Herb Butter

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Using Herb Butter
Well, obvious use is putting it onto plain grilled meat or fish to lift the flavor.

It‘s simple enough to make herb butter and the photo on the right here shows you how - simply add your chopped herb to butter and mix together. 

Add some to boiled vegetables to enhance the flavor.

Making herb butter - parsley and butter in a mixing bowl

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I also make a quick herb bread this way:-

Slice a french stick. Toast one side under the grill - then spread some herb butter on the untoasted side and pop under the grill until browned.

This saves switching on the oven and you can make as much or as little as you need at a time.

It's also a brilliant way of using up older french bread that has gone soggy.

Where vegetables, meat or fish are softened by frying, I will sometimes use herb butter for that with a teaspoon of oil.

Try a different herb butter to go with specific foods

Basil Butter
Basil is excellent with tomatoes.

Put some on pasta before adding the sauce - or use it to soften some ripe tomatoes to pour over the pasta.

Make basil herb bread to accompany tomato based soups or pea soup.

Butter bread for cream cheese sandwiches or salad sandwiches.

Melt it on shellfish, sole or mackerel.

Melt some on grilled tomatoes or plain chicken.

Chive Butter
Chives have a very delicate onion flavour and here are some of the ways I would use it.

Melted on hot asparagus.

Melt on new potatoes. Melt on an omelette or use it to make scrambled egg.

Make chive herb bread to accompany asparagus, potato, cauliflower based soups.

Butter bread for cheese sandwiches or egg sandwiches.

Melt on plain grilled meats or fish of any type.

Dill Butter
Dill has a 'sharp' flavour and will make bland food much more interesting.

Excellent with advocado - so try and incorporate it somehow - maybe dill herb bread with a salad or over some hot new potatoes to serve with the salad.

Herb bread with fish soups and any chicken, tomato, or 'pulse' (beans, peas etc) based soups.

Melt on asparagus.

Melt on potatoes or vegetables accompanying fish dishes.

Melt on plain grilled halibut, trout, mackerel, snails - most fish will benefit from dill herb butter.

Use it to rub the chicken skin prior to roasting - forget about cholesterol - apply 80/20 - eat healthily for 80% of the time :-)

Garlic Butter
Well - what isn't garlic good for? It's anti-social I suppose - that's its downside - it smells!

It's sometimes thought that adding parsley takes away the smell - but I've never had the 'guts' to ask anybody :-)

So - the obvious use is to make garlic bread with it - fantastic - and of course, that goes with just about anything.

Pasta dishes are excellent with garlic bread.

Melt it on plain grilled fish or meat.

Melt it on potatoes or plain vegetables.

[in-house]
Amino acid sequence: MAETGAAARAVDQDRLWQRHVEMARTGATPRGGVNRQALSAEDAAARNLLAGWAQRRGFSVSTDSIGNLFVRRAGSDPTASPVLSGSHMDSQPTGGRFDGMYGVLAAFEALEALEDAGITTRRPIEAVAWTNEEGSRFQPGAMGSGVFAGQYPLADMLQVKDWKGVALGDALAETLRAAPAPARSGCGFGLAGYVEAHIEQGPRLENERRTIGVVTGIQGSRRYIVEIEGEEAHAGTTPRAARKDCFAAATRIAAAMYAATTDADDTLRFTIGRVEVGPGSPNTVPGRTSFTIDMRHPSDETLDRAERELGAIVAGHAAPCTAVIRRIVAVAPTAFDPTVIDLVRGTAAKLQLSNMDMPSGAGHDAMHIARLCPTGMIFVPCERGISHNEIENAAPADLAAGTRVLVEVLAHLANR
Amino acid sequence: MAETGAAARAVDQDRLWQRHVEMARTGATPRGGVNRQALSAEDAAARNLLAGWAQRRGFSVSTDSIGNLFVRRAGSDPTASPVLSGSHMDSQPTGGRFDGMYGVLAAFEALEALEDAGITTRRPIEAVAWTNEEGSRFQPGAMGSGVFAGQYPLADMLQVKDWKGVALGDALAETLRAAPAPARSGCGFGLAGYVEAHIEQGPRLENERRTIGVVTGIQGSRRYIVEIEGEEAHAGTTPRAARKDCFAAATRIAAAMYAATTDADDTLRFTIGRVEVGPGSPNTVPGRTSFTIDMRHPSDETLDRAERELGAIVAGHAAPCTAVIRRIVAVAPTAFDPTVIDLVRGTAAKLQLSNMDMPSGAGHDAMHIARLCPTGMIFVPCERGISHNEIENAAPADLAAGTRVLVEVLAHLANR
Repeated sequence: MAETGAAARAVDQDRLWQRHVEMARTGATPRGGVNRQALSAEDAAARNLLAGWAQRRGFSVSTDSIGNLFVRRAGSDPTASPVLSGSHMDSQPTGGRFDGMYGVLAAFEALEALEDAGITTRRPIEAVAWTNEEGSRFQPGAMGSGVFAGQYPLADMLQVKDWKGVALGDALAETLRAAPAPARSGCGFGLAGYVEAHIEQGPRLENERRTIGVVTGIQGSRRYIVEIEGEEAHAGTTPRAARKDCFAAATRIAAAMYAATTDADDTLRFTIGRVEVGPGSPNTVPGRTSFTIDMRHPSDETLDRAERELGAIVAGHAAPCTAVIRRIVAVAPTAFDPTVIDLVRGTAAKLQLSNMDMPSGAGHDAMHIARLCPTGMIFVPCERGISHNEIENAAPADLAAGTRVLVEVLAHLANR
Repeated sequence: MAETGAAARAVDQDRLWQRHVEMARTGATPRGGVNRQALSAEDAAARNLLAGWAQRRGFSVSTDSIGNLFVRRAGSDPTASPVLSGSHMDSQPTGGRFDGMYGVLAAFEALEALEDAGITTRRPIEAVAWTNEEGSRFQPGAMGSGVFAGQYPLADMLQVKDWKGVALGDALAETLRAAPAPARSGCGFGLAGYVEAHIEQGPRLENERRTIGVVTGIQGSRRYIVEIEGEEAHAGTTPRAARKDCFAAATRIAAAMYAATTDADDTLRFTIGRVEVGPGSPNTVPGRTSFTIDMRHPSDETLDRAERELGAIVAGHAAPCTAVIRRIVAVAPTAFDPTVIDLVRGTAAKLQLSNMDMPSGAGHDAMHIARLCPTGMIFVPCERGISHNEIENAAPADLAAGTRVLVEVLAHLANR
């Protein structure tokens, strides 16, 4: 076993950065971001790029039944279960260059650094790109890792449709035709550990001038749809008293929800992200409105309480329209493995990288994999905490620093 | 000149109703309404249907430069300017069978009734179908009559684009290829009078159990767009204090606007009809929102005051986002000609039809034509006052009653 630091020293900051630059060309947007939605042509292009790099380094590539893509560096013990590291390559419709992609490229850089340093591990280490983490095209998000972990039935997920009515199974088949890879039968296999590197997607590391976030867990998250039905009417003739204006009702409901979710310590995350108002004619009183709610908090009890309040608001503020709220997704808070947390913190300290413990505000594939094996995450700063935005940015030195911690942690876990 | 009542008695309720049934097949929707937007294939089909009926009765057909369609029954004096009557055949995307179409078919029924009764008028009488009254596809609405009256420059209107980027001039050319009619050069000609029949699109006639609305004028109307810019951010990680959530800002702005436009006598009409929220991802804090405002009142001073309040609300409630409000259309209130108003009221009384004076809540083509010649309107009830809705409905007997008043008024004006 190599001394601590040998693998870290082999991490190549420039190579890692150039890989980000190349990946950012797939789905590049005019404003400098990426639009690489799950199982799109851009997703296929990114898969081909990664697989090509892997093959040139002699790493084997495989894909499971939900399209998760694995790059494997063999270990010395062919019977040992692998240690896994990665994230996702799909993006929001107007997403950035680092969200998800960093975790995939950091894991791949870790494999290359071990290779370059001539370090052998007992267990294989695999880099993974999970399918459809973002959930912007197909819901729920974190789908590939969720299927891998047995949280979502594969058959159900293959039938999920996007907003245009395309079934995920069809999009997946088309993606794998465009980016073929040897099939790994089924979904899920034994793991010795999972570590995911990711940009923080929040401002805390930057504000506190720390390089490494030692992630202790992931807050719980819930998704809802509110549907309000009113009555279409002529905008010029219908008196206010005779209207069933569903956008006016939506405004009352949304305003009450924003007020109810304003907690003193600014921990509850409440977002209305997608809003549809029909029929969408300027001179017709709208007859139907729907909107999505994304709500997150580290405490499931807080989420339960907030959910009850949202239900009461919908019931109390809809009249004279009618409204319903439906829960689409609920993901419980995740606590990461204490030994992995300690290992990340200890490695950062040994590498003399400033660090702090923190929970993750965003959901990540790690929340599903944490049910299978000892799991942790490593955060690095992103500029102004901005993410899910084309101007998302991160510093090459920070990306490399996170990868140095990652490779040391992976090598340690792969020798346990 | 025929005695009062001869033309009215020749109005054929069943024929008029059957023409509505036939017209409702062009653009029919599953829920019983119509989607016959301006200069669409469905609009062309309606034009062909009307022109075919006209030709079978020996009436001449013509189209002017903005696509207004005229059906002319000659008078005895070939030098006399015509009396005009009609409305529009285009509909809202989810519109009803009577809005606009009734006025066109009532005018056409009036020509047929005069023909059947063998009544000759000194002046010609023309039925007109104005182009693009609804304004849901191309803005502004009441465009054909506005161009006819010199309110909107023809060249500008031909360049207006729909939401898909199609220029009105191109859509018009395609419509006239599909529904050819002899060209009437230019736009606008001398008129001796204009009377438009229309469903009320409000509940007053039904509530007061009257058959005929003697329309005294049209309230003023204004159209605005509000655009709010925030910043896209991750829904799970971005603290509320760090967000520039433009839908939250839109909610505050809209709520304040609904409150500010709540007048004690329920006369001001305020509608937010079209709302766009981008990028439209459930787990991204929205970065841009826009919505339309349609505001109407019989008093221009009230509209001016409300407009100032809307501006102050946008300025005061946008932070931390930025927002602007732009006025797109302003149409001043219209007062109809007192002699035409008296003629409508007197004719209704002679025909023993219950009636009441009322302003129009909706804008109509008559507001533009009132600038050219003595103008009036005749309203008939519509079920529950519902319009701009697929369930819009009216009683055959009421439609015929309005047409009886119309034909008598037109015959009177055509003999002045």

It may be a bit too strong for the delicate flavour of asparagus - I wouldn't bother personally.

Wonderful on hot shrimps or prawns.

Melt over grilled lobster.

Melt over a mixed shellfish dish - eg mussels, shrimp etc.

Oh my goodness - I could go on and on...

Mint Butter
Lovely melted on new potatoes or peas.

Carrots, courgettes, cabbage, cauliflower and green beans benefit from the mint flavour.

Try minty herb bread with pea soup.

On any plain grilled lamb cuts and the vegetables served with lamb.

Sausages - plain grilled sausages are lovely with mint butter on them.

Parsley Herb Butter
I can't think of a savoury food that wouldn't benefit from the addition of parsley butter.

You can take everything that's listed here and add some...

So, use it to make herb bread and put it to melt on any plain cooked meat, fish or vegetable.

Rosemary Herb Butter
Very strong, distinctive flavour, so use with caution.

Butter bread for ham sandwiches.

Use to make plain, cheese or ham omelettes - melt the butter in the pan before adding your eggs.

Rosemary herb bread with strong soups - eg minestrone, ham and pea, turtle, meat or game.

Melted onto plain game, pork or strong flavoured fish like halibut, eel or salmon.

Garnish vegetables and potatoes served with game, duck, rabbit etc.

Good melted on mushrooms - or use to gently cook them - and baked potatoes.

Try using it in the pre-cooking stage of a risotto - to soften the onion and coat the rice.

Sage Herb Butter
Another strong flavoured herb and should be used with caution.

Use as a butter spread for cheese sandwiches.

Use as the butter to make a cheese omelette.

Sage herb bread with fish soups and beef or lamb stews.

Melt some on strong flavoured fish such as eel, halibut and all fatty fish.

Use on plain grilled pork and the vegetables that accompany your pork meal.

Thyme Herb Butter
Thyme is a herb that aids digestion of fats, so it is very useful.

Make a thyme herb bread to accompany shellfish salads - crab and mussels - try it with moules mariniere.

Use to butter bread for a strong cheese sandwich.

Herb bread for tomato, minestrone or pea soup.

On plainly cooked lamb, mutton, pork or sausages or on the vegetables that accompany those meats.

Good to rub a chicken prior to roasting.

Try frying liver in it - very tasty - the pan juices will be wonderful.

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